ND Highway Patrol backs away from first statements made in train-bus collision near Larimore

LARIMORE, N.D. - North Dakota Highway Patrol officers are stepping back from statements made earlier on the investigation into the train-bus collision outside of Larimore earlier this week, in the wake of an email from one of the victim's parents...
A North Dakota state trooper investigates the scene where a Larimore school bus collided with a train east of Larimore on Grand Forks County Road 4 on Monday, Jan. 5, 2014. Eric Hylden / Forum News Service

LARIMORE, N.D. – North Dakota Highway Patrol officers are stepping back from statements made earlier on the investigation into the train-bus collision outside of Larimore earlier this week, in the wake of an email from one of the victim’s parents suggesting the school bus was stuck in place on the train tracks at the time of the collision.

Lt. Tom Iverson of the Highway Patrol said it is too soon to draw conclusions about whether the 62-year-old driver of the school bus, Max Danner, had a medical complication at the time of the crash.

“Until the autopsy is completed, we will not have any information regarding any potential medical episode,” Iverson said Thursday.

Iverson’s statement counters statements another patrol officer has made about the investigation, namely that the accident was likely caused by driver error.

An empty train collided with a school bus about 3:40 p.m. Monday just east of Larimore, killing Danner and Cassidy Sandstrom, a 17-year-old high school senior, and sending at least 10 of the 12 other students aboard the bus to regional hospitals.

In an email sent to family and friends in the days following the crash, Judy and Paul Sandstrom wrote that their daughter, Cassidy, had ushered students to the emergency door at the back of the bus after Danner “slumped over” in his seat, leaving the bus in the middle of the train tracks and in the path of an oncoming train.

The email says the Sandstrom family heard from other children aboard the bus that Cassidy rushed to the front of the bus, unbuckled Danner and tried to hoist him out of the seat in an effort to back the bus out of harm’s way.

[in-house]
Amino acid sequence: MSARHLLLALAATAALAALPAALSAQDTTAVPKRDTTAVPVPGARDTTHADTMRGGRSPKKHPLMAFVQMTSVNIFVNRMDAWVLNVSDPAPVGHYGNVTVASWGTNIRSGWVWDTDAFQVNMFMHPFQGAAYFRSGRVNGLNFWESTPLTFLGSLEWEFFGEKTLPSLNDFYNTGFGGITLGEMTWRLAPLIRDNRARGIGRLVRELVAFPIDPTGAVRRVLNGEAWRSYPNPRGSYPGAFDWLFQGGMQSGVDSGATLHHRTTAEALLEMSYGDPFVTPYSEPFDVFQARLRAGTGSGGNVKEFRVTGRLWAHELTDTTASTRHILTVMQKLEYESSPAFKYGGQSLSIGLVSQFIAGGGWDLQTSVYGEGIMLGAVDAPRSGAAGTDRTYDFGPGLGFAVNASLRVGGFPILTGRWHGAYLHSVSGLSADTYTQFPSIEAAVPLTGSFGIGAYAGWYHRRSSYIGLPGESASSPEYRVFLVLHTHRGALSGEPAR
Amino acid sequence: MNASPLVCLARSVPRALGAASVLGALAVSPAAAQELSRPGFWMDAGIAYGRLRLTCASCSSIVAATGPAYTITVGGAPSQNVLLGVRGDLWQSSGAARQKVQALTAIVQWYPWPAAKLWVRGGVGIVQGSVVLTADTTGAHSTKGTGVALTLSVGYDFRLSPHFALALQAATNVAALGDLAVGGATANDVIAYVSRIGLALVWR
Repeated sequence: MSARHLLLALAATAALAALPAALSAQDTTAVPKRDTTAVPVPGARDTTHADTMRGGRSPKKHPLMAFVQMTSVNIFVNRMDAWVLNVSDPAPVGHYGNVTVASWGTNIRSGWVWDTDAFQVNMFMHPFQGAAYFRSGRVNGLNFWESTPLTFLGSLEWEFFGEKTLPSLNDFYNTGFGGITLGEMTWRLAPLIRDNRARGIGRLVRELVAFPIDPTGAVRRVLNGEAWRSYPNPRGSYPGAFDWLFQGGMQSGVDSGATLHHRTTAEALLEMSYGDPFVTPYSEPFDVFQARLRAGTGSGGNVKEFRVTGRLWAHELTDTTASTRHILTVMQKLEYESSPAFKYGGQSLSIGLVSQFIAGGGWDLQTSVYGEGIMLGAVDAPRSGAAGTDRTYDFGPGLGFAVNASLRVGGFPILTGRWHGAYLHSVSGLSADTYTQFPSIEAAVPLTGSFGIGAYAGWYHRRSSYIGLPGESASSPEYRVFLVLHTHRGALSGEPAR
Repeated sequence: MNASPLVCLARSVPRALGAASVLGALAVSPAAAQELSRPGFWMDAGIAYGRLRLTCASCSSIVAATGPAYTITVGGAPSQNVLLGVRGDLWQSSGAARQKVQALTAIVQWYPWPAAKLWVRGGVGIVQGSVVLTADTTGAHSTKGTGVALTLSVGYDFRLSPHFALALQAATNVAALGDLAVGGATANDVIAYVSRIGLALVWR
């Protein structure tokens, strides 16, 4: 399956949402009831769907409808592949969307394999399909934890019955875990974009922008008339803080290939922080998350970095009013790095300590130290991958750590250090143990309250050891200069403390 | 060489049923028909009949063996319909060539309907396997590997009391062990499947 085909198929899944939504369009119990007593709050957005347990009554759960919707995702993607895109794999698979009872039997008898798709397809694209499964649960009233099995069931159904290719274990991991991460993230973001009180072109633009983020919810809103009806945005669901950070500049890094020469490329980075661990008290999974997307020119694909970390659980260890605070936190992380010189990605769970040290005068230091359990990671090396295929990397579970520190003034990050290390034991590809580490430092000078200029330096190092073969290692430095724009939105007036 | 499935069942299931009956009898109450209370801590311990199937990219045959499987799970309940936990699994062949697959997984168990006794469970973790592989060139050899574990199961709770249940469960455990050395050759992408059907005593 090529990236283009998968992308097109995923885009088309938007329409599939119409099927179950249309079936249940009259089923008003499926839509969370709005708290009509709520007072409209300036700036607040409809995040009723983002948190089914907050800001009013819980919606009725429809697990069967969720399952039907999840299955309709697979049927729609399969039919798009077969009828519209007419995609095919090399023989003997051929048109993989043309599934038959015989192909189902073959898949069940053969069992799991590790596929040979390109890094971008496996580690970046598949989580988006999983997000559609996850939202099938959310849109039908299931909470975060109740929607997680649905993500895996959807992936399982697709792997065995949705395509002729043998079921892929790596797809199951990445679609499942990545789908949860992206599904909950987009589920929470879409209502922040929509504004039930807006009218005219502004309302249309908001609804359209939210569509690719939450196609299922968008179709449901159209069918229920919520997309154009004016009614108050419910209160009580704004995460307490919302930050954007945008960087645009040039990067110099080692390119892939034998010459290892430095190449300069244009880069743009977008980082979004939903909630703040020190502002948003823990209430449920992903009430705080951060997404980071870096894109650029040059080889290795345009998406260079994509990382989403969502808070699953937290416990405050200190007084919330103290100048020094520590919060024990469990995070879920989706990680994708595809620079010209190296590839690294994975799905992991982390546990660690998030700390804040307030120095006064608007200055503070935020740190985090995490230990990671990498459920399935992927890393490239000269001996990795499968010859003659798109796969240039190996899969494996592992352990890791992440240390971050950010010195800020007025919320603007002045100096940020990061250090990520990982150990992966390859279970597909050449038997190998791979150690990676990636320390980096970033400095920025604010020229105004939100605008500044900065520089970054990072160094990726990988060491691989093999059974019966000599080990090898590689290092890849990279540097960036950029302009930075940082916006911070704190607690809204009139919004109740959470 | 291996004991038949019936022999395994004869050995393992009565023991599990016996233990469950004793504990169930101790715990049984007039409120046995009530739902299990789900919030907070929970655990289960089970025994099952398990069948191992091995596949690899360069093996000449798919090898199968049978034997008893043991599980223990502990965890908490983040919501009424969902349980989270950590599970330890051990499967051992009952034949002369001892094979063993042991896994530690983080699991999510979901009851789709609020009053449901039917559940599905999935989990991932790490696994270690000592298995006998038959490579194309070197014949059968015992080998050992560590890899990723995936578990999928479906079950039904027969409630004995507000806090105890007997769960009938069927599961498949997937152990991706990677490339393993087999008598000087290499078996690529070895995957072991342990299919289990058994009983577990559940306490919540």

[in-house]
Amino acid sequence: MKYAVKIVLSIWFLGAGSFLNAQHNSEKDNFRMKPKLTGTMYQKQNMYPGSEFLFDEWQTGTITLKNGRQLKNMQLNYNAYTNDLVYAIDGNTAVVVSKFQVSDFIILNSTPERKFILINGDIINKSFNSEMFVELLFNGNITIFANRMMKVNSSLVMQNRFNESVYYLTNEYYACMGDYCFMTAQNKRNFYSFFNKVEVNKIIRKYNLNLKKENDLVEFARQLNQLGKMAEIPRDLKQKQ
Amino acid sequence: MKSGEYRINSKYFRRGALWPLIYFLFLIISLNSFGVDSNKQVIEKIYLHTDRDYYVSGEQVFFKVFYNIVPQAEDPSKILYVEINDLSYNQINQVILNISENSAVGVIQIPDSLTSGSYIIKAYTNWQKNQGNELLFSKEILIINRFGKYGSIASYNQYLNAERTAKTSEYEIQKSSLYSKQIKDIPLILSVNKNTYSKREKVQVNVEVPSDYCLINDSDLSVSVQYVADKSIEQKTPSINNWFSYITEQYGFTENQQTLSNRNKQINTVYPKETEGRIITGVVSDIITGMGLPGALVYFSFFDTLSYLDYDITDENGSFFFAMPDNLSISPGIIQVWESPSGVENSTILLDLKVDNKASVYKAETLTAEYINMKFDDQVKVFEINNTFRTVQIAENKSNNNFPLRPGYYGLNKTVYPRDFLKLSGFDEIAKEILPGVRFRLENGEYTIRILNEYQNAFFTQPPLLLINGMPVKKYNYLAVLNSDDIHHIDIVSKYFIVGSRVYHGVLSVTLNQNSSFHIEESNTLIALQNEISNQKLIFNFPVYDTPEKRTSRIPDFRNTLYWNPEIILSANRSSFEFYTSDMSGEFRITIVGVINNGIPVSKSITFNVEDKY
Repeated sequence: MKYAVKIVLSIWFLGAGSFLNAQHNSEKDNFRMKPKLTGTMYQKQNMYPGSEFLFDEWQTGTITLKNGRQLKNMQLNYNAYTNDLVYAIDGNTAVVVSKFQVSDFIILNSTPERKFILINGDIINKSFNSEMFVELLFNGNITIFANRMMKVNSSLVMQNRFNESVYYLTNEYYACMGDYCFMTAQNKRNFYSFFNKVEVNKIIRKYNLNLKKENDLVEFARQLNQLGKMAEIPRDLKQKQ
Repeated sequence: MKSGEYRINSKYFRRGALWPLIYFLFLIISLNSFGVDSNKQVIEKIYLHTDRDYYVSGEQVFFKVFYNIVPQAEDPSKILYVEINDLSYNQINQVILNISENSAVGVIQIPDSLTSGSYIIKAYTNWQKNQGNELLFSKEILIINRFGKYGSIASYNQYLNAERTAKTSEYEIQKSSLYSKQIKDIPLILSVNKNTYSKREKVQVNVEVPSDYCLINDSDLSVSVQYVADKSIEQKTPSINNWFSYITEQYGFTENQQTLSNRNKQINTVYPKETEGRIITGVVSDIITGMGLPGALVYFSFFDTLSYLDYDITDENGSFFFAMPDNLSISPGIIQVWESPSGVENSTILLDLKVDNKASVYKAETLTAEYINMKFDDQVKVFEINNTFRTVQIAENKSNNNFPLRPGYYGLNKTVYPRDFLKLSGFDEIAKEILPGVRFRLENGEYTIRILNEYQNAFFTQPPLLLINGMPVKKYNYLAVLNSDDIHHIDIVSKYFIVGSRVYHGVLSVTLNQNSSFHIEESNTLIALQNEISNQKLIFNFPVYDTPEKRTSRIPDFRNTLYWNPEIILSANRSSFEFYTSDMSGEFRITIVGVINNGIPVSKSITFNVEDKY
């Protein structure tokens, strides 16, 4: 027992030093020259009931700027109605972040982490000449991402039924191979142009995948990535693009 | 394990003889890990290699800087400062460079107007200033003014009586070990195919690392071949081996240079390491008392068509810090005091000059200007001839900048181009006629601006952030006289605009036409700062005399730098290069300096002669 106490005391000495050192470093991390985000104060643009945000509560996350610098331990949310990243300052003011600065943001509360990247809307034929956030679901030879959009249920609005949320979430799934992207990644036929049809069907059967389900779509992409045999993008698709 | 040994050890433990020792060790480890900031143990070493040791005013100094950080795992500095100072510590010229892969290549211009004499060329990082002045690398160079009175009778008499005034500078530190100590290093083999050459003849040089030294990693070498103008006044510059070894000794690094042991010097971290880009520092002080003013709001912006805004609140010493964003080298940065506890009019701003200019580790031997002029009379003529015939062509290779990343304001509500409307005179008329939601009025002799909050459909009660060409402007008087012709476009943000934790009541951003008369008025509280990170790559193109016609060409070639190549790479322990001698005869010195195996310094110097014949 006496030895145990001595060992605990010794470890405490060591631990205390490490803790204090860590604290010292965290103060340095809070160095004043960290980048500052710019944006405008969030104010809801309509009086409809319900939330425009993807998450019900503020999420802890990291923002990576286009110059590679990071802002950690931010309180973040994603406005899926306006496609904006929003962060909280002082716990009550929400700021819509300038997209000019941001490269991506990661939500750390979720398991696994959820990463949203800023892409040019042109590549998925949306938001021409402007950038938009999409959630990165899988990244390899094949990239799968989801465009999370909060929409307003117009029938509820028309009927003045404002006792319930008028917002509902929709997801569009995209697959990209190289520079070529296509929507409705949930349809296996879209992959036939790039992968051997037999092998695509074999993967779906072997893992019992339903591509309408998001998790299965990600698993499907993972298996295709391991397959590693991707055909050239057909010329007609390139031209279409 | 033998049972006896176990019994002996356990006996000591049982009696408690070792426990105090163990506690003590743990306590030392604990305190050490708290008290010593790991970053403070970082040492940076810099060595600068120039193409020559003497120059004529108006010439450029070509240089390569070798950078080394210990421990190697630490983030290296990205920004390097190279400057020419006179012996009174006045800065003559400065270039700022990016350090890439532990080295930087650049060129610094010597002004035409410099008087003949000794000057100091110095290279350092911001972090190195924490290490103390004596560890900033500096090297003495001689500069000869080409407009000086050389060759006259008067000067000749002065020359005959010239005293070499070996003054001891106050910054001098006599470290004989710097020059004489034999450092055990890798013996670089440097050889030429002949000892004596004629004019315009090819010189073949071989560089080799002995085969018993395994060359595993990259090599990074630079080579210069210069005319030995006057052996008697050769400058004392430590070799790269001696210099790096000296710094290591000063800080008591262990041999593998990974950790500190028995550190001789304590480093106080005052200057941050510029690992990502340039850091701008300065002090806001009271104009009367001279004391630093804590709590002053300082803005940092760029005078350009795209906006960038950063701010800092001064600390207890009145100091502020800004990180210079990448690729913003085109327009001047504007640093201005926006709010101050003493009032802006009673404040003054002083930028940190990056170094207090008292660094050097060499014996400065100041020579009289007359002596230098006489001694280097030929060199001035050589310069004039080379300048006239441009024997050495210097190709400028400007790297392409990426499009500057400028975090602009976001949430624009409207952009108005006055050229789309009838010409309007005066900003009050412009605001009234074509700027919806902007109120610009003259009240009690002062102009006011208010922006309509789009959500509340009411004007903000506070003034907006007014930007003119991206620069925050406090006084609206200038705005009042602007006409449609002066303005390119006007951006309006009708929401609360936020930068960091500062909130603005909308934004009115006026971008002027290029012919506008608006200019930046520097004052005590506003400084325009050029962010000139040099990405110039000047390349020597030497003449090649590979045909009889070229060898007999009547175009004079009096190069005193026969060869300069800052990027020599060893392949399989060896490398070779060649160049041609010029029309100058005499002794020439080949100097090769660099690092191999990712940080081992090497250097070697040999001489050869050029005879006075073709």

Barb Danner, the driver’s wife, said Wednesday that Max had a history of heart problems, but that she did not know whether a medical issue played a role in the crash.

“I just know my husband was an extremely safe bus driver,” she said.

In the meantime, investigators are reviewing additional evidence in the crash, including a video taken from the front of the train, Iverson said.

Highway Patrol investigators and BNSF representatives were expected to review the video Thursday, but due to the snowstorm passing through Grand Forks, they pushed the viewing back to Friday.

Iverson also said the engine control module – known as a “black box” in aircraft – is yet to be retrieved from the bus and sent to an outside facility for downloading.

The device could have information relevant to the crash, he said, but it is difficult to tell. Depending on the make and model of the engine control module, the amount of information on the device varies, he said.

“One of the items we would be interested in is sudden deceleration,” he said. “That could potentially be on there, but that I do not know.”

Iverson did not know whether a similar device had been recovered from the BNSF train involved in the crash.

Ten children were initially transported to Altru Hospital the day of the crash. Six have been discharged from Altru Hospital, and one remains there, according to an update released by the hospital at 8:15 a.m. Thursday.

Three others were transferred to other hospitals in the region, among them Matt Sandstrom, Cassidy’s brother, who was transferred to Children’s Hospitals and Clinics of Minnesota in Minneapolis.